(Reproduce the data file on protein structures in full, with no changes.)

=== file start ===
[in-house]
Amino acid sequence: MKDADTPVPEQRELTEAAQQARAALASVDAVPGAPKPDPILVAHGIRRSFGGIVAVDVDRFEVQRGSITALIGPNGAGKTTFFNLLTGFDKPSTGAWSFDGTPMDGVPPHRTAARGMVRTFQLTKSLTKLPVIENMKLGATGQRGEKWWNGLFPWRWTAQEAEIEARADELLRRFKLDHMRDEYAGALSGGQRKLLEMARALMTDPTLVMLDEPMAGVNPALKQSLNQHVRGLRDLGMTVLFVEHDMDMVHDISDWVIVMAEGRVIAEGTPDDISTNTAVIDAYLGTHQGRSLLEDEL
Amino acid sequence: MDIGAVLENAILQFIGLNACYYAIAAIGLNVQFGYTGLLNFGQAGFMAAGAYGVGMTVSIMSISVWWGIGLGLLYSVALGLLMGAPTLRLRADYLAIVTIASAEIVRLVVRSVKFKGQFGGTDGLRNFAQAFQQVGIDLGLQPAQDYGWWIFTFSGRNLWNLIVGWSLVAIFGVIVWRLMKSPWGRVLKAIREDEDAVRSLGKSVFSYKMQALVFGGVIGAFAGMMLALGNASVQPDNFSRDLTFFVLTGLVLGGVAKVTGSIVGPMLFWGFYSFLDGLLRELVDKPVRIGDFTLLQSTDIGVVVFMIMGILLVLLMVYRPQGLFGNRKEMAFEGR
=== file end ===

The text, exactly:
[in-house]
Amino acid sequence: MKDADTPVPEQRELTEAAQQARAALASVDAVPGAPKPDPILVAHGIRRSFGGIVAVDVDRFEVQRGSITALIGPNGAGKTTFFNLLTGFDKPSTGAWSFDGTPMDGVPPHRTAARGMVRTFQLTKSLTKLPVIENMKLGATGQRGEKWWNGLFPWRWTAQEAEIEARADELLRRFKLDHMRDEYAGALSGGQRKLLEMARALMTDPTLVMLDEPMAGVNPALKQSLNQHVRGLRDLGMTVLFVEHDMDMVHDISDWVIVMAEGRVIAEGTPDDISTNTAVIDAYLGTHQGRSLLEDEL
Amino acid sequence: MDIGAVLENAILQFIGLNACYYAIAAIGLNVQFGYTGLLNFGQAGFMAAGAYGVGMTVSIMSISVWWGIGLGLLYSVALGLLMGAPTLRLRADYLAIVTIASAEIVRLVVRSVKFKGQFGGTDGLRNFAQAFQQVGIDLGLQPAQDYGWWIFTFSGRNLWNLIVGWSLVAIFGVIVWRLMKSPWGRVLKAIREDEDAVRSLGKSVFSYKMQALVFGGVIGAFAGMMLALGNASVQPDNFSRDLTFFVLTGLVLGGVAKVTGSIVGPMLFWGFYSFLDGLLRELVDKPVRIGDFTLLQSTDIGVVVFMIMGILLVLLMVYRPQGLFGNRKEMAFEGR